Biostatistics & Computational Biology - Frequently Asked Questions (FAQ)

When should I contact BCB for assistance?

     The earlier, the better: when you just think to write the study proposal (inception of your project - not to wait until you have the data). BCB biostatisticians provide a wide range of biostatistics assistance to new research projects and proposals that are initiated by dental investigators. Through these early collaborations such as preliminary data analysis and measurement validation, background rationale review and draft for analysis plan, our goal is to help investigators develop high quality research proposals with sound statistical integrity, which can be submitted to compete for external funding.

I have a project running (funded or unfunded) and I have not worked with BCB on it before. Can I still ask for assistance?

     Yes. You can contact us for assistance at any stage of your project and we will work with you from there. However, study design dictates what statistical methods should be used for analysis.  In most cases, data analysis methods can not remedy a flawed study design. Therefore we encourage all investigators start to work with a biostatistician when the study is in its planning stage.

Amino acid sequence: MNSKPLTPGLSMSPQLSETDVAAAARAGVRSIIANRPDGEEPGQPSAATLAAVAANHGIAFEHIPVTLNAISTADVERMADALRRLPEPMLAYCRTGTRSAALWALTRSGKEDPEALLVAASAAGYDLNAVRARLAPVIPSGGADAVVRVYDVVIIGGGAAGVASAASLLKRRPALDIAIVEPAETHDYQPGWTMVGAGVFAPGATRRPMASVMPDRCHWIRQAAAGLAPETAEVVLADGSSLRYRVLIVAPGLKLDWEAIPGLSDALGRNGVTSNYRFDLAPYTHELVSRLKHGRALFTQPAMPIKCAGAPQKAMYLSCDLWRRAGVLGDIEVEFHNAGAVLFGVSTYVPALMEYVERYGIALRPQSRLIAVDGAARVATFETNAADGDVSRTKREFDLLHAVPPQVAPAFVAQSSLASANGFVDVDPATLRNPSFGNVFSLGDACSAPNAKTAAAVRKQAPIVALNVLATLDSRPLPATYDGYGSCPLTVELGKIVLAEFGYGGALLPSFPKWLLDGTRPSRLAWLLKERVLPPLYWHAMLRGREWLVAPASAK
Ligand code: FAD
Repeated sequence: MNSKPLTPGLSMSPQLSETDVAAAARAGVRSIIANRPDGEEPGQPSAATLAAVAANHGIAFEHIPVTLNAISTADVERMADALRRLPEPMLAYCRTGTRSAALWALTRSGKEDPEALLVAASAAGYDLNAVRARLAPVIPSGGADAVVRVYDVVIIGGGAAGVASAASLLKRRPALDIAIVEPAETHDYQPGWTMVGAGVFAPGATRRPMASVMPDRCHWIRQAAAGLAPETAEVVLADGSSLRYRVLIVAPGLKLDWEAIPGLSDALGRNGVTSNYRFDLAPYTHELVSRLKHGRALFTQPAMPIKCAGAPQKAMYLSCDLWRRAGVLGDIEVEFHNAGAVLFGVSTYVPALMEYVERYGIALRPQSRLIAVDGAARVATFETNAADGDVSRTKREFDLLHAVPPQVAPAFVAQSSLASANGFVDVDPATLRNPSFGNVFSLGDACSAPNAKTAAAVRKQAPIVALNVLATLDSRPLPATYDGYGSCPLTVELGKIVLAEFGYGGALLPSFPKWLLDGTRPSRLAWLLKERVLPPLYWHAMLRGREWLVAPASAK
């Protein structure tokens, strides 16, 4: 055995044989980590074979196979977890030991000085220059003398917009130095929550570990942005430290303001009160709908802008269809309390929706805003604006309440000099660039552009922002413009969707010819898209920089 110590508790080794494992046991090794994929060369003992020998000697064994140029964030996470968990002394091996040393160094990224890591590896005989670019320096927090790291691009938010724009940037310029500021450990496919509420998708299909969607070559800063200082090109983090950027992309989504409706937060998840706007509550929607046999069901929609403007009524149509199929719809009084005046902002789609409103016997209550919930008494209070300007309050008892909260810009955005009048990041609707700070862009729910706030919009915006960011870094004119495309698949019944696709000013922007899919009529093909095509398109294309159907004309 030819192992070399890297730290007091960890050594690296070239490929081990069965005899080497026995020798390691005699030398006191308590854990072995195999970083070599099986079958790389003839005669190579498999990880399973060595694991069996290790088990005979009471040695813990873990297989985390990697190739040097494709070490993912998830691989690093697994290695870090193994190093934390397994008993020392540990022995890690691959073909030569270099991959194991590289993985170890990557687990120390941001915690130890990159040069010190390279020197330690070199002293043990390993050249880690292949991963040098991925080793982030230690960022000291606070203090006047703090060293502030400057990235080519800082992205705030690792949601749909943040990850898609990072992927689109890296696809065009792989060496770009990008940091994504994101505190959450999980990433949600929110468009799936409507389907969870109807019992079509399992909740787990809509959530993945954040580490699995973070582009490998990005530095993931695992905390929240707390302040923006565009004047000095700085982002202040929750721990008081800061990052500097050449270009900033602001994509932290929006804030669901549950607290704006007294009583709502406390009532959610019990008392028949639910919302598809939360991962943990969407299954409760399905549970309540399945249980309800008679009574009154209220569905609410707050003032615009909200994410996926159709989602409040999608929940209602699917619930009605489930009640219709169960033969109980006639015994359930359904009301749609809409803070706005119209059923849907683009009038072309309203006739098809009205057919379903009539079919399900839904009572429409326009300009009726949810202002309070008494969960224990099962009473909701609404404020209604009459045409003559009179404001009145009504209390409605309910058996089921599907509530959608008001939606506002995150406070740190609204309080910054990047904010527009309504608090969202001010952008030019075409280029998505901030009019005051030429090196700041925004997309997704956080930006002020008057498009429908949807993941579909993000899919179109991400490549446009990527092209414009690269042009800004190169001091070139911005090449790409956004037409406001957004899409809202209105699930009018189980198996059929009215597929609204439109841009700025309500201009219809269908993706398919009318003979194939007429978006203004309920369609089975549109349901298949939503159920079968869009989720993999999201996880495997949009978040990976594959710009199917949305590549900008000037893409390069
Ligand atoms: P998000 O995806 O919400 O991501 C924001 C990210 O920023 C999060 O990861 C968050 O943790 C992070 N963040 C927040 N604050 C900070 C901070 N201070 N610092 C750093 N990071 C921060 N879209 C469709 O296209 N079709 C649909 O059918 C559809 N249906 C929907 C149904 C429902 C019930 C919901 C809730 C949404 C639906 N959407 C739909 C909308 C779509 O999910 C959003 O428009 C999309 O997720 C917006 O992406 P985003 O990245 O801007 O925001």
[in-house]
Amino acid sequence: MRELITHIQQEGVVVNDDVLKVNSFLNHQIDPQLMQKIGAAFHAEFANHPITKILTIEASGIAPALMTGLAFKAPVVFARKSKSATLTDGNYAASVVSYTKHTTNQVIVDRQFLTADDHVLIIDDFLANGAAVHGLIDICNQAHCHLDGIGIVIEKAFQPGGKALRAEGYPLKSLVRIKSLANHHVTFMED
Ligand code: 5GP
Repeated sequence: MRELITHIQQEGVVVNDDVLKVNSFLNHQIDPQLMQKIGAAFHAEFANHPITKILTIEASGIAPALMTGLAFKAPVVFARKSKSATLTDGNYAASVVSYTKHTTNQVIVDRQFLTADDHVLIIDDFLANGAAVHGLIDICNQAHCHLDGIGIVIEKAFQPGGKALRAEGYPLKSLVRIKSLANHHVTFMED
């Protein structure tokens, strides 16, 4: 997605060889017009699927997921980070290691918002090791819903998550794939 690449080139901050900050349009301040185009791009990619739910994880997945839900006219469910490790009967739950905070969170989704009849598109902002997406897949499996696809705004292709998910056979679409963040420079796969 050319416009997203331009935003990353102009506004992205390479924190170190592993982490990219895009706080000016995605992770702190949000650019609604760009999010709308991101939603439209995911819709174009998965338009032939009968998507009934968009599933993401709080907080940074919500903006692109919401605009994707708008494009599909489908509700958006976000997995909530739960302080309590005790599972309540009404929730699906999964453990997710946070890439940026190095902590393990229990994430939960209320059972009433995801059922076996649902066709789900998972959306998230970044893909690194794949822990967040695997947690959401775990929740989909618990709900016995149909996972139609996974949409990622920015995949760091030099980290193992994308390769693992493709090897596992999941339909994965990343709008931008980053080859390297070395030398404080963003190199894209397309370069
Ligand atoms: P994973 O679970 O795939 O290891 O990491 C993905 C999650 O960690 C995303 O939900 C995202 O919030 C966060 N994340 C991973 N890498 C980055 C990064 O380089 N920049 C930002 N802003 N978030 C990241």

How soon should faculty/students/staff approach the Division of Biostatistics & Computational Biology with requests related to IADR/AADR/ADEA submissions?

     Since there are usually a large number of requests before IADR/AADR/ADEA submission deadlines and we may also have competing priorities such as federal grant deadlines, early planning of your submissions is critical. We highly suggest that you contact us a few weeks before submission deadlines. 

I took two statistics courses in college and I feel confident when dealing with numbers. Can I use an online software and analyze the data myself?

     Yes. But this is NOT recommended! First of all, only well accepted reliable software should be used for data analysis. Secondly, seemingly simple dataset may have more complicated features hidden (e.g. correlation, censoring, ascertainment bias, etc.). If you choose to perform the statistical analysis yourself, we highly recommend that you still consult with a trained biostatistician, making sure what you are doing is statistically sound and justifiable.